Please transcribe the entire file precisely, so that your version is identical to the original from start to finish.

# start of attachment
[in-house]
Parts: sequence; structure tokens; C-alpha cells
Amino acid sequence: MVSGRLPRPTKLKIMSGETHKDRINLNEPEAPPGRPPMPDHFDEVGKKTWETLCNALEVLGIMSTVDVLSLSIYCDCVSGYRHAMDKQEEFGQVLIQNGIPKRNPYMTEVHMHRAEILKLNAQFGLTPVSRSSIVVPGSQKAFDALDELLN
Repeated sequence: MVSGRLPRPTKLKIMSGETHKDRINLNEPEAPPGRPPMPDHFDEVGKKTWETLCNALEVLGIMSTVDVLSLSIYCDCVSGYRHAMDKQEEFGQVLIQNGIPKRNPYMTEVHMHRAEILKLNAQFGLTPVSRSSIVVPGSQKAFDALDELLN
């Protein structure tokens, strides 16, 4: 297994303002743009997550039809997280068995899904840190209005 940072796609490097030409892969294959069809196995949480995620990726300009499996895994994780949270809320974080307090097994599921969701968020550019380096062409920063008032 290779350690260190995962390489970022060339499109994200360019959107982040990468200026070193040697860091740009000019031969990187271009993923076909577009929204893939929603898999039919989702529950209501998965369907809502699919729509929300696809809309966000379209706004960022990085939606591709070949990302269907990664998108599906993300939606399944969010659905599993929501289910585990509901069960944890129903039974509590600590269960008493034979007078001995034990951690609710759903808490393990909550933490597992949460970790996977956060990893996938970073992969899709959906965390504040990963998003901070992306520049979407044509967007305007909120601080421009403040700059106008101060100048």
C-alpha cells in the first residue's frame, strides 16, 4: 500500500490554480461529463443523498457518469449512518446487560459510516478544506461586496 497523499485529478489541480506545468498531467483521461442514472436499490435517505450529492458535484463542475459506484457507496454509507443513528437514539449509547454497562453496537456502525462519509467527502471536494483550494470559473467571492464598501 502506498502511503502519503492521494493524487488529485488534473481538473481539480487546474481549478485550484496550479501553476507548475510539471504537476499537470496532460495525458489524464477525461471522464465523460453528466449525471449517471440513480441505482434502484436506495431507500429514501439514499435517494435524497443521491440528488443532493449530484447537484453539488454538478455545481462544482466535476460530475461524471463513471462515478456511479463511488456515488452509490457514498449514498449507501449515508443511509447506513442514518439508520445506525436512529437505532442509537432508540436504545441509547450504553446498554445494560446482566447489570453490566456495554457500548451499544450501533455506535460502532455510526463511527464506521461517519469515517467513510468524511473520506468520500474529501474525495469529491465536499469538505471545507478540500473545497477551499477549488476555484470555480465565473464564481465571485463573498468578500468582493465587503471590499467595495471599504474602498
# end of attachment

[in-house]
Parts: sequence; structure tokens; C-alpha cells
Amino acid sequence: MVSGRLPRPTKLKIMSGETHKDRINLNEPEAPPGRPPMPDHFDEVGKKTWETLCNALEVLGIMSTVDVLSLSIYCDCVSGYRHAMDKQEEFGQVLIQNGIPKRNPYMTEVHMHRAEILKLNAQFGLTPVSRSSIVVPGSQKAFDALDELLN
Repeated sequence: MVSGRLPRPTKLKIMSGETHKDRINLNEPEAPPGRPPMPDHFDEVGKKTWETLCNALEVLGIMSTVDVLSLSIYCDCVSGYRHAMDKQEEFGQVLIQNGIPKRNPYMTEVHMHRAEILKLNAQFGLTPVSRSSIVVPGSQKAFDALDELLN
């Protein structure tokens, strides 16, 4: 297994303002743009997550039809997280068995899904840190209005 940072796609490097030409892969294959069809196995949480995620990726300009499996895994994780949270809320974080307090097994599921969701968020550019380096062409920063008032 290779350690260190995962390489970022060339499109994200360019959107982040990468200026070193040697860091740009000019031969990187271009993923076909577009929204893939929603898999039919989702529950209501998965369907809502699919729509929300696809809309966000379209706004960022990085939606591709070949990302269907990664998108599906993300939606399944969010659905599993929501289910585990509901069960944890129903039974509590600590269960008493034979007078001995034990951690609710759903808490393990909550933490597992949460970790996977956060990893996938970073992969899709959906965390504040990963998003901070992306520049979407044509967007305007909120601080421009403040700059106008101060100048």
C-alpha cells in the first residue's frame, strides 16, 4: 500500500490554480461529463443523498457518469449512518446487560459510516478544506461586496 497523499485529478489541480506545468498531467483521461442514472436499490435517505450529492458535484463542475459506484457507496454509507443513528437514539449509547454497562453496537456502525462519509467527502471536494483550494470559473467571492464598501 502506498502511503502519503492521494493524487488529485488534473481538473481539480487546474481549478485550484496550479501553476507548475510539471504537476499537470496532460495525458489524464477525461471522464465523460453528466449525471449517471440513480441505482434502484436506495431507500429514501439514499435517494435524497443521491440528488443532493449530484447537484453539488454538478455545481462544482466535476460530475461524471463513471462515478456511479463511488456515488452509490457514498449514498449507501449515508443511509447506513442514518439508520445506525436512529437505532442509537432508540436504545441509547450504553446498554445494560446482566447489570453490566456495554457500548451499544450501533455506535460502532455510526463511527464506521461517519469515517467513510468524511473520506468520500474529501474525495469529491465536499469538505471545507478540500473545497477551499477549488476555484470555480465565473464564481465571485463573498468578500468582493465587503471590499467595495471599504474602498